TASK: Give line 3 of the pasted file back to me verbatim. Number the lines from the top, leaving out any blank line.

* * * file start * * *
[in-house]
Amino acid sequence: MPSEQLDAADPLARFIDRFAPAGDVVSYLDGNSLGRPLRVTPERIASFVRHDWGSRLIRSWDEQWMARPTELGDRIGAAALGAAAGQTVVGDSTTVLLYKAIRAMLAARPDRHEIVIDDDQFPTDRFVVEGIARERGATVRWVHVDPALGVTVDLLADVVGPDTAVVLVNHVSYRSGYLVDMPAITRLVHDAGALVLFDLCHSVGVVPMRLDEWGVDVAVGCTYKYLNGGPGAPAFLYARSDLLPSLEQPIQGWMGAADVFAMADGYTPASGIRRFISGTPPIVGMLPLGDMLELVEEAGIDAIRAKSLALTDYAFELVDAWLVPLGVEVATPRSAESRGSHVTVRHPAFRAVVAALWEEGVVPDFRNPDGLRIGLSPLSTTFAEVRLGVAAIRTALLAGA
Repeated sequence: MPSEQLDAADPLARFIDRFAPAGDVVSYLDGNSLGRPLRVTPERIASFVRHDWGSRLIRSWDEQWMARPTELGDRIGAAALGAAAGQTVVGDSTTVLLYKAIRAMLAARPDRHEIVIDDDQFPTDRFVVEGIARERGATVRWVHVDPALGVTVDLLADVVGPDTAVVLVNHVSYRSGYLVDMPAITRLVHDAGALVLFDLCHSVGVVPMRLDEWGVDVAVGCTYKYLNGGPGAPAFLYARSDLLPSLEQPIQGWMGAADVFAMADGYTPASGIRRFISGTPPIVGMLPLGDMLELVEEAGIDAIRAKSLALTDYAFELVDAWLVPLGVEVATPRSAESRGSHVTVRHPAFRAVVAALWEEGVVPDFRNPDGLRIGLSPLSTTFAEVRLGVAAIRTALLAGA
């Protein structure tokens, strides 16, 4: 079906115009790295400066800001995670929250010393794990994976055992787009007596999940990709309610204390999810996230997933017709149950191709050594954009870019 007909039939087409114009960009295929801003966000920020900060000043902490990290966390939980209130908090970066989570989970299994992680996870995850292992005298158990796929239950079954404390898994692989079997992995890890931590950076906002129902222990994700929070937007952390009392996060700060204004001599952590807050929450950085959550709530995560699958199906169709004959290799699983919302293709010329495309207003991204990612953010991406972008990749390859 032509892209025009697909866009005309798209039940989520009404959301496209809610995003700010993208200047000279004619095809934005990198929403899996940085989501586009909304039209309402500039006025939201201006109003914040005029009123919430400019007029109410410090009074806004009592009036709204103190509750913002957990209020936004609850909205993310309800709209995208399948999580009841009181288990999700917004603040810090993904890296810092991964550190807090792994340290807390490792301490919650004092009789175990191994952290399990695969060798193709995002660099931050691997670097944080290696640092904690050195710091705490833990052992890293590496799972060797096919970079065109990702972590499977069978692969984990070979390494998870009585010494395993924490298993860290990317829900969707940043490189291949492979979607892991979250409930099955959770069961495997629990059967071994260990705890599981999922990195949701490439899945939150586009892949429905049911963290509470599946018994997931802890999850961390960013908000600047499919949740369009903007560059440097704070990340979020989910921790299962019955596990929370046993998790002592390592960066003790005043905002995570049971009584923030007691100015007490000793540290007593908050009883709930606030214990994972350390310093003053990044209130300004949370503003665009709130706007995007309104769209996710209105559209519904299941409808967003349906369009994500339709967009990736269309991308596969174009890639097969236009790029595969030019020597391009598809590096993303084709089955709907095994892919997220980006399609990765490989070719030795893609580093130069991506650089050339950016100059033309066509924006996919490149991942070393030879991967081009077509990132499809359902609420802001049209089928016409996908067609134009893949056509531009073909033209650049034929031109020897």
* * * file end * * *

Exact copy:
Repeated sequence: MPSEQLDAADPLARFIDRFAPAGDVVSYLDGNSLGRPLRVTPERIASFVRHDWGSRLIRSWDEQWMARPTELGDRIGAAALGAAAGQTVVGDSTTVLLYKAIRAMLAARPDRHEIVIDDDQFPTDRFVVEGIARERGATVRWVHVDPALGVTVDLLADVVGPDTAVVLVNHVSYRSGYLVDMPAITRLVHDAGALVLFDLCHSVGVVPMRLDEWGVDVAVGCTYKYLNGGPGAPAFLYARSDLLPSLEQPIQGWMGAADVFAMADGYTPASGIRRFISGTPPIVGMLPLGDMLELVEEAGIDAIRAKSLALTDYAFELVDAWLVPLGVEVATPRSAESRGSHVTVRHPAFRAVVAALWEEGVVPDFRNPDGLRIGLSPLSTTFAEVRLGVAAIRTALLAGA